By no means an exhaustive list of the books available, this is a recap of some of those to have been reviewed on TTT, plus info about our own book, These Turbulent Times.
As well as those reviewed below, this week sees the release of Jonathan Wilson’s book on Liverpool FC, looking at ten games which have defined the club’s history, and which is bound to be worth a read.
Red Machine: Liverpool FC in the 1980s – The Players’ Stories by Simon Hughes
When I first heard that Simon Hughes was going to publish a book where he had interviewed eleven former Livepool players from the eighties to get their views of what made the side so successful, I thought that it was a great idea but, perhaps, not a highly original one.
Yet, although the underlying idea might be similar, the execution is completely unique and original. This is largely because Hughes has been intelligent in the people he’s chosen to talk to.
For instance, one of the most memorable chapters is the one where Hughes talks to Howard Gayle, who only played five times for Liverpool but whose story is particularly telling because of his upbringing and how this influenced how he acted within the club. Gayle was Liverpool’s first black player but his story – which was very much the result of the time and area where he grew up – and the later one of John Barnes highlight why one managed to change attitudes and the other couldn’t.
Throughout the book there are common themes; threads that link each player with the rest. One of them is the heavy drinking culture which, largely because of the times we now live in, seems quite shocking. Another is the ‘banter’, that in truth verged on bullying, that went on in the dressing room.
Review by Paul Grech.
The Liverpool Encyclopedia by Arnie Baldursson and Gudmundur Magnusson.
The Liverpool Encyclopedia is such a great idea: it serves as the bible of all things Liverpool.
One of the men behind this labour of love is Arnie Baldursson and The Tomkins Times got in touch to talk about this book and what led to it.
How did the idea of a Liverpool Encyclopedia come about?
DeCoubertinbooks published “Liverpool: The Complete Record” to great acclaim in 2011. As far as we knew that could have been the only book we would ever write, but the following year our publisher suggested that a Liverpool Encyclopaedia would be an ideal next step for us. Whereas “Liverpool: The Complete Record” focused on stats and a comprehensive narrative for each season and was in black and white with few pictures, “The Liverpool Encyclopedia” ideally complements that with profiles for every single player and key aspects of the club’s illustrious history as well as including around 1,100 images and is all-colour.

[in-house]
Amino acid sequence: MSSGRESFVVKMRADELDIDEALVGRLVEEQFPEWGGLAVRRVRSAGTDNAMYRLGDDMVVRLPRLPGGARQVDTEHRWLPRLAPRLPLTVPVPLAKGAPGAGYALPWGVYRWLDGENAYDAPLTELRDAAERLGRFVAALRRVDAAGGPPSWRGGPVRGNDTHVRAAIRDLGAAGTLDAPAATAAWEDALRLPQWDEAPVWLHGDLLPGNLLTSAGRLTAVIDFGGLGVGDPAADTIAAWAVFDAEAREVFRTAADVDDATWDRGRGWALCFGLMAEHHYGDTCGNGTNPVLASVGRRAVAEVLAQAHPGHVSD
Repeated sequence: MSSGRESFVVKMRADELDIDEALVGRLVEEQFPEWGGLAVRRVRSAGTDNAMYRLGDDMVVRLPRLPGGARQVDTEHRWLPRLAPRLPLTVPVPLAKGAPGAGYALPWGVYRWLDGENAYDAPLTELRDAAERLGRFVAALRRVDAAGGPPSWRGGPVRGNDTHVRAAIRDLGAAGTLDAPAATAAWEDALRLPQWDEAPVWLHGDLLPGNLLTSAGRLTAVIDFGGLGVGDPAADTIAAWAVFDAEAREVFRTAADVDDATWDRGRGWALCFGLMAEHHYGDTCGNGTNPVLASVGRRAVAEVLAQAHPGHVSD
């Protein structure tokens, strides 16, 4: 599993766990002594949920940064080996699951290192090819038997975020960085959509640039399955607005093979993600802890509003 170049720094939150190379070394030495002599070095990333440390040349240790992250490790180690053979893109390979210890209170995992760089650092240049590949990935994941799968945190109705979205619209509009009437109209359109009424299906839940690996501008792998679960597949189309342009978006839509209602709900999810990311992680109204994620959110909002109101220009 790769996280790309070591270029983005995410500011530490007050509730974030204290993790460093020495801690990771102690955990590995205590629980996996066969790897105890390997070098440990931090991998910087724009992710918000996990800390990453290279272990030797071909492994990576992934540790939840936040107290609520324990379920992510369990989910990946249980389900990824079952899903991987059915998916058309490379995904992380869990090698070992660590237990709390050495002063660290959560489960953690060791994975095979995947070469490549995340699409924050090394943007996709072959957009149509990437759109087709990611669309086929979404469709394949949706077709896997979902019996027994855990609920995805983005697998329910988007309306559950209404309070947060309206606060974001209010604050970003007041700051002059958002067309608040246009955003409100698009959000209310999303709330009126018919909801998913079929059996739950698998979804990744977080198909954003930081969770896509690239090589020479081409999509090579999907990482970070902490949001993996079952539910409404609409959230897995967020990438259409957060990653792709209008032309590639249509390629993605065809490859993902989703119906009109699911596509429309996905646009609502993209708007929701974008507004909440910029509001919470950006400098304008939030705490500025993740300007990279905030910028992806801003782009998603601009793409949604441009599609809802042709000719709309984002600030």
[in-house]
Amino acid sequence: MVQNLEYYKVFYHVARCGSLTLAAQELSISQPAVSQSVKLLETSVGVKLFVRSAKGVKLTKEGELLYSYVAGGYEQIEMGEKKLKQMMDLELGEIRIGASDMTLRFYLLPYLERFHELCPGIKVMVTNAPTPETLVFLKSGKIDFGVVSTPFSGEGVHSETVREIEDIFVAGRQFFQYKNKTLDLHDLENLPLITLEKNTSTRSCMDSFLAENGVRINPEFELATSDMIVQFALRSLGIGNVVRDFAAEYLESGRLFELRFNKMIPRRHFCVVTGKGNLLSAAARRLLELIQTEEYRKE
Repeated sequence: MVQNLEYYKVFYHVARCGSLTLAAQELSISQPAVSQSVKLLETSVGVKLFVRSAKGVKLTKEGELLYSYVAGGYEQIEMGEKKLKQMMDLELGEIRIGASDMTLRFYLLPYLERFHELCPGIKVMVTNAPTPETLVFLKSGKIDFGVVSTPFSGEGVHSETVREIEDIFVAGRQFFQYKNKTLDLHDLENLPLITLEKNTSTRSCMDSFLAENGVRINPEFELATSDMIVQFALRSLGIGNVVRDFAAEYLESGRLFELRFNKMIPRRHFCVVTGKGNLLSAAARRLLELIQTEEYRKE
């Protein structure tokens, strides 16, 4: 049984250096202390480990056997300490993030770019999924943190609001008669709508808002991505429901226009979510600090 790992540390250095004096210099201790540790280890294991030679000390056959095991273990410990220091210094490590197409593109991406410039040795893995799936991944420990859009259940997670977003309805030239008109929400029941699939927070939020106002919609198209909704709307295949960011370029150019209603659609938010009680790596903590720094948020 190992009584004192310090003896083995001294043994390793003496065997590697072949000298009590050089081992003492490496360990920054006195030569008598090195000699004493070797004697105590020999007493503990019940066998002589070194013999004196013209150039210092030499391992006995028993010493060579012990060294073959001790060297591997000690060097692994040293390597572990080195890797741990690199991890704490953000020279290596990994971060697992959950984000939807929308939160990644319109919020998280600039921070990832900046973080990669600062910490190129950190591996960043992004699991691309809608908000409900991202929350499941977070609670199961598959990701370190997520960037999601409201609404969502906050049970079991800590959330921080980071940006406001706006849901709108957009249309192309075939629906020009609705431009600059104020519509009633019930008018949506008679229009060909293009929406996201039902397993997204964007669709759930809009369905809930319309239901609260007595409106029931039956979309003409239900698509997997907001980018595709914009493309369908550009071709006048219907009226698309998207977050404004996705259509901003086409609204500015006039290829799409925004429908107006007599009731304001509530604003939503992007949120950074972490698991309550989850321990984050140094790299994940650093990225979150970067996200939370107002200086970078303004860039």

Did you uncover any stories you weren’t aware of?
During the research phase we discovered through some clever detective work what amounts to be Alex Raisbeck‘s mini-biography in several issues of a Scottish newspaper published in 1915. It sheds new light on the life and times of Liverpool Football Club in the first decade of the 20th century and its protagonists. Before this discovery we didn‘t even have a single quote from Raisbeck, who was Liverpool‘s first superstar, the Steven Gerrard of his time, if you will. As well as using these series of articles in Raisbeck‘s profile, they also came in handy in entries all throughout the book that relate to Liverpool‘s early history from 1900 to 1910. This is a big revelation, one which we are very proud of.
Review by Paul Grech.
Red or Dead by David Peace
In an early part of Red or Dead, the words ‘wind’, ‘rain’ and ‘storm’ keep appearing – words that will catch the eye of any Liverpool fan. At first they’re disconnected, then they come up again and again, and after a few pages, the Kop explodes into sound as we – and Shankly – encounter ‘You’ll Never Walk Alone’ for the first time.
The book is a hugely rewarding and engaging read, but not an easy one. Actually, that’s not fair. If you get your head into the rhythm of Peace’s writing/if you let the rhythm get into your head, the story barrels along.
Peace’s style becomes a red machine, working to full effect. “There was no shelter from the word”, Peace says, describing the impact of the sound created by the Kop on the opposition.
The style works sublimely well when Peace is describing what to me, and maybe to you, are the iconic images of Shankly at the 1974 FA cup Final. As the game is played out, Shankly switches his arms from side to side, like a man with the power to hold the whole pitch in his hands and shape it through sheer force of will.
Review by John P. Houghton.
David Peace’s new novel Red or Dead, starting with Shankly’s appointment as manager in 1959 and going right through to September 1981, is an admirable attempt to provide a more balanced account. That’s not to say that he takes a revisionist wrecking-ball to Shankly’s reputation, as he is respectfully portrayed throughout, but crucially such respect does not prevent Peace examining the personal prices paid along the way. Indeed, his Shankly ends up uncomfortably close to a tragic hero precisely because the same qualities that enabled him to succeed while working would sour into burdensome flaws in retirement.
Review by Andrew McKay.
Liverpool Heroes by Ragnhild Lund Ansnes.
‘Fourteen Anfield legends open up their hearts’ says the catchline on the front cover, and it’s hard to dispute that – they are certainly all legends, and there are 14 of them! They spill the beans – well some beans anyway – about their Anfield experiences. For me, the most telling interviews are with Roy Evans and, most of all and perhaps least surprisingly given his overt intelligence and depth of thought, John Barnes.